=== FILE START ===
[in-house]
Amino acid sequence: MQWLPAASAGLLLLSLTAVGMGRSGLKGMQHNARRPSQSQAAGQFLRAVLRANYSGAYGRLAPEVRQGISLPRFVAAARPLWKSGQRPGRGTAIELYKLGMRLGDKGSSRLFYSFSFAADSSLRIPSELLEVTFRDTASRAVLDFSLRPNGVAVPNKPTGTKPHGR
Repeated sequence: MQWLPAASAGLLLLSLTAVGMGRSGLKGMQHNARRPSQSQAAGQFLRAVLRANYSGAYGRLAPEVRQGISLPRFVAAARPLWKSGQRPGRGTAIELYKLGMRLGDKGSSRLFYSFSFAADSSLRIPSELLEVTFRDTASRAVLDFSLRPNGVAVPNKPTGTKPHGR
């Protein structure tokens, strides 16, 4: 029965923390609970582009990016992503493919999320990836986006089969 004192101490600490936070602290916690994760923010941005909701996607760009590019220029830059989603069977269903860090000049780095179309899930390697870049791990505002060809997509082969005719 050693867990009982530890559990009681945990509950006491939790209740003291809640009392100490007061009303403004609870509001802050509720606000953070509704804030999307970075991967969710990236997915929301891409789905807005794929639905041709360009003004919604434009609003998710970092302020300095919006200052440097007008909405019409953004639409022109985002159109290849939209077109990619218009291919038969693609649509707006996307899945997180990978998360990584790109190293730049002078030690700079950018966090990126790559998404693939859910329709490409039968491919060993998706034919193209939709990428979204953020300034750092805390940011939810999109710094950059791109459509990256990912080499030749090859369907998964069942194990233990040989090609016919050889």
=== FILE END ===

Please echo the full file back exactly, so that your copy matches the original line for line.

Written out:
[in-house]
Amino acid sequence: MQWLPAASAGLLLLSLTAVGMGRSGLKGMQHNARRPSQSQAAGQFLRAVLRANYSGAYGRLAPEVRQGISLPRFVAAARPLWKSGQRPGRGTAIELYKLGMRLGDKGSSRLFYSFSFAADSSLRIPSELLEVTFRDTASRAVLDFSLRPNGVAVPNKPTGTKPHGR
Repeated sequence: MQWLPAASAGLLLLSLTAVGMGRSGLKGMQHNARRPSQSQAAGQFLRAVLRANYSGAYGRLAPEVRQGISLPRFVAAARPLWKSGQRPGRGTAIELYKLGMRLGDKGSSRLFYSFSFAADSSLRIPSELLEVTFRDTASRAVLDFSLRPNGVAVPNKPTGTKPHGR
């Protein structure tokens, strides 16, 4: 029965923390609970582009990016992503493919999320990836986006089969 004192101490600490936070602290916690994760923010941005909701996607760009590019220029830059989603069977269903860090000049780095179309899930390697870049791990505002060809997509082969005719 050693867990009982530890559990009681945990509950006491939790209740003291809640009392100490007061009303403004609870509001802050509720606000953070509704804030999307970075991967969710990236997915929301891409789905807005794929639905041709360009003004919604434009609003998710970092302020300095919006200052440097007008909405019409953004639409022109985002159109290849939209077109990619218009291919038969693609649509707006996307899945997180990978998360990584790109190293730049002078030690700079950018966090990126790559998404693939859910329709490409039968491919060993998706034919193209939709990428979204953020300034750092805390940011939810999109710094950059791109459509990256990912080499030749090859369907998964069942194990233990040989090609016919050889």